As FBI agent Mark Dylan investigates a gruesome double homicide, he is drawn into the mysterious world of the Kingdom Seven Family Temple. Led by the charismatic Minister Lucas Manson, the temple presents a public image that is wholesome and empowering. But under the surface lie dark secrets. As Dylan and his partner Jill Kelly probe deeper into the hidden world of the temple and its sinister practices, they are forced to question their own identities, and soon they learn that friends cannot be distinguished from enemies – and that their lives will change forever.
This rip-roaring thriller will keep you turning the pages as you discover one outrageous secret after another. Minister Lucas Manson is many things: a con man, millionaire evangelist, leader of a sinister cult, doting father, recipient of the Presidential Medal of Freedom, serial killer, blood addict, shrewd businessman, media mogul, and a prophet to his people.
But don't call Minister Lucas Manson a vampire.
LUCAS MANSON: Read it if you dare.
At that moment from the shadowy depths of the corridor came a sound, a faint tap, the sort of tiny percussive disturbance made by a pebble falling on a stone floor, a piece of ancient rotting wood shifting in place, or a lost sparrow striking a wall in the dark. The sound echoed through the narrow stone corridors. In a moment all was silent and dark again.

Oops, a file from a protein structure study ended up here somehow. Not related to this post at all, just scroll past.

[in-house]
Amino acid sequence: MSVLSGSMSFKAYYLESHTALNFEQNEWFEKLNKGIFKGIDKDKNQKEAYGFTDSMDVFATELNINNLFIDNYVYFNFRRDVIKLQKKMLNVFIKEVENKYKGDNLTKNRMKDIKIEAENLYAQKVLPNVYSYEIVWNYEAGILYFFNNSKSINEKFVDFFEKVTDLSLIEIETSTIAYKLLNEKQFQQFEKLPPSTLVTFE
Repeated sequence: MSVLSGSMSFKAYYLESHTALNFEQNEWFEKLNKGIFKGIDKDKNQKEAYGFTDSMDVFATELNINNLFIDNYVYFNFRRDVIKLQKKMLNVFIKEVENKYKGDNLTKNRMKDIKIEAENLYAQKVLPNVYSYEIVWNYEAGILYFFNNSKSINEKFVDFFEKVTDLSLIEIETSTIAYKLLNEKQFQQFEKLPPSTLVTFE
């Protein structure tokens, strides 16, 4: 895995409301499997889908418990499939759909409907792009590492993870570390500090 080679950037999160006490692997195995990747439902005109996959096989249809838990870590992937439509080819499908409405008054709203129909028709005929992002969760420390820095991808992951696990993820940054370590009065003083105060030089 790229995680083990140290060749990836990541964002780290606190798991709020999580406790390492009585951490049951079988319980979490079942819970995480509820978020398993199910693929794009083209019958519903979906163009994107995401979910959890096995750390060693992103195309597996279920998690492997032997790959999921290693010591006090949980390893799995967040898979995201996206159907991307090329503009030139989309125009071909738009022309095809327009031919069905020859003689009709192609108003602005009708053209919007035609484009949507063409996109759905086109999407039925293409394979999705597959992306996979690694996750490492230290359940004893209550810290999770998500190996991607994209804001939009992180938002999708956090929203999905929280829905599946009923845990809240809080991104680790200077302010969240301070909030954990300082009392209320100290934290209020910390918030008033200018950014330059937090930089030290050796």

Dylan and Abouji turned and shone their flashlights down the passageway. They saw nothing but the whitewashed limestone walls and the roughly hewn floor and darkness beyond.
"It is easy to get spooked in these old tombs," said Abouji with a wry smile. "I'm sure it was a rat or some other little inhabitant of these chambers. Come, let's go back and get something cool to drink."
Dylan felt as if he had learned something very interesting and had had a novel experience - he had never before visited Egypt, much less been inside an ancient tomb - but that all of this had nothing to do with the murder of Carl Daigle and Julie Newman. He was searching for a living, breathing murderer, not the image of someone painted fifteen hundred years before Christ was born. Oh well, he would just have to suck it up and go back to Boston and patiently endure Director Guardino's withering cross-examination. What a fool! To fly off half-cocked to meet with an old bookseller and listen to wild stories about non-humans who drank blood. With a feeling of grim resignation Dylan took once last look at the lurid painting, shrugged, and turned away.
The two men retraced their steps out of the burial chamber and up the gentle incline to the set of twenty steps. They saw nothing but the cold stone corridor and they heard nothing but the echoes of their footsteps. They ascended the stairs and made their way up the corridor to the next set of stairs.